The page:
How to Do Social Journalism and Overcome ‘Platform Anxiety’

    by Sam Berkhead
    November 10, 2015
    Photo from Flickr via magicatwork.

    In today’s journalism climate, having social media savvy can be as important as traditional writing and reporting know-how — if not moreso.

    But with the ever-evolving nature of the web, reporting methods that kept readers engaged even two years ago may no longer work, meaning journalists must always stay on their toes in the social space.

    “Be additive to the conversation. Be able to understand the story, get to the part that matters and deliver it back out into that conversation." -Brad Horn

    At a recent journalism conference hosted by The GW Hatchet, three journalists who work in the social and digital space tackled some major topics and challenges that today’s reporters face.


    Using social media for storytelling

    A common misconception among reporters is that it’s impossible to tell a complete news story through social media. While Twitter’s 140-character limit might seem like an impractical constraint, there have been several journalists who have shown that it’s possible for narratives to flourish in this format.

    Wright Bryan. Image via Twitter.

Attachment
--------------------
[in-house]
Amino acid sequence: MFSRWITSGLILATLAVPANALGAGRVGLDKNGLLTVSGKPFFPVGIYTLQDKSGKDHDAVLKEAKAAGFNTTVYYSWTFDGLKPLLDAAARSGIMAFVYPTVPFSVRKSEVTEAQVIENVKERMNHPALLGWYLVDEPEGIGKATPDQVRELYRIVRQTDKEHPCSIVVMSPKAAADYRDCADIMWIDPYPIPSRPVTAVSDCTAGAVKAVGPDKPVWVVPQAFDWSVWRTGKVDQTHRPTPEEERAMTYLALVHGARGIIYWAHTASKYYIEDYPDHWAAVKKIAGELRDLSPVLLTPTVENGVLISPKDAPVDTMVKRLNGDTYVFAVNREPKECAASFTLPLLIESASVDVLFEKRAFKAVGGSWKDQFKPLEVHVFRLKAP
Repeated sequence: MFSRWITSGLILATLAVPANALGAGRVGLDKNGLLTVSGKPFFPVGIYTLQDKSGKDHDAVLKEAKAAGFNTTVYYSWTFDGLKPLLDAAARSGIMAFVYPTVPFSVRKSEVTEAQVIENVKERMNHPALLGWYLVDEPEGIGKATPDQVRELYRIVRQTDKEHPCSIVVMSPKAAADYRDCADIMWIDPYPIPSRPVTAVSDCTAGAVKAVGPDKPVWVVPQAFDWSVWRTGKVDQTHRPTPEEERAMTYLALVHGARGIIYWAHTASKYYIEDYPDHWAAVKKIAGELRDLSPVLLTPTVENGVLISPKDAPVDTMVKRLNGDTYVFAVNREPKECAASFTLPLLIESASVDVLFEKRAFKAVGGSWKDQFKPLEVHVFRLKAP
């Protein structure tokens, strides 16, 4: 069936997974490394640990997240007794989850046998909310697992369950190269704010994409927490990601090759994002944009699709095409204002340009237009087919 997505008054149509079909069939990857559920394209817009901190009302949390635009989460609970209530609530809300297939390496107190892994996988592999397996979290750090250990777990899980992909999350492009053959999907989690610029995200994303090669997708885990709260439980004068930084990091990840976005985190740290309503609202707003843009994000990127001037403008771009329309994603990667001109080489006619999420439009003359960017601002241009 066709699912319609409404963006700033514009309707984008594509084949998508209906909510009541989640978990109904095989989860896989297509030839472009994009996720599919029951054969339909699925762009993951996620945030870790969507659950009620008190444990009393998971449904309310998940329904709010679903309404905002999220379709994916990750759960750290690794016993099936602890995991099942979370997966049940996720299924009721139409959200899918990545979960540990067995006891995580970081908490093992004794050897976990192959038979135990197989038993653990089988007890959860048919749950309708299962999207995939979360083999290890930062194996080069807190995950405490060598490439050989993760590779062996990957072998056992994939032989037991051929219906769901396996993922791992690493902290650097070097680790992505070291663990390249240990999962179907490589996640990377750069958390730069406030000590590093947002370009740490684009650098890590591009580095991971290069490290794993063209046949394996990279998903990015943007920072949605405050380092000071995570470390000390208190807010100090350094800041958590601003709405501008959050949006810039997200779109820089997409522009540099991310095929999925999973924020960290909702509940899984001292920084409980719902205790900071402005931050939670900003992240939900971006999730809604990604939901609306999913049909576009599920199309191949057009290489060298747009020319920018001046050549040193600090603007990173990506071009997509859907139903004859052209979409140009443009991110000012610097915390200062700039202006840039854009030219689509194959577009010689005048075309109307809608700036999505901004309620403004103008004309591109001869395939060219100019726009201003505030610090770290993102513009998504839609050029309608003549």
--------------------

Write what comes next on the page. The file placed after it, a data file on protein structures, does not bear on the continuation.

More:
Wright Bryan. Image via Twitter.

    One example of this is Jonathan O’Connell’s story about Washington, D.C.’s X2 Metro Bus line for The Washington Post earlier this year. The story used 24 tweets from bus passengers to weave a narrative that “just painted a beautiful portrait of the city and its people,” said Wright Bryan of NPR’s social media desk.


    “When you first look at Twitter, it just looks like there’s nothing there, because it’s so crazy and scattered,” Bryan said. “But this guy had really brought it all together and told an amazing story.”

    Libby Nelson, education reporter at Vox.com, agreed, saying Twitter’s initially intimidating constraints can actually foster creativity.

    “There are constraints, but in some ways constraints are good,” she said. “They can make you more creative; they can make you think about ways to use what you have or to rearrange what you have. It’s what you do within those constraints.”

    Training for jobs that don’t exist

    As social media and journalism become increasingly intertwined, the world of traditional newsroom roles is being turned on its head. Vox, for example, made headlines last month for creating Snapchat editing and producing positions, something that would have been unheard of even a year ago. Vox itself isn’t even two years old.

    Libby Nelson. Image via Twitter.

    Libby Nelson. Image via Twitter.

    Knowing this, how can aspiring journalists train themselves for jobs that might not exist yet?

    Nelson said that while there’s no real way to do so, learning and understanding the core journalism concepts of critical thinking, accuracy and ethical reporting will prepare you for any job.

    “The really basic skills of knowing how to read and analyze information, call someone and ask a question, make sense of information you’ve gathered from documents and digest it into something that people want to read — that doesn’t change,” she said.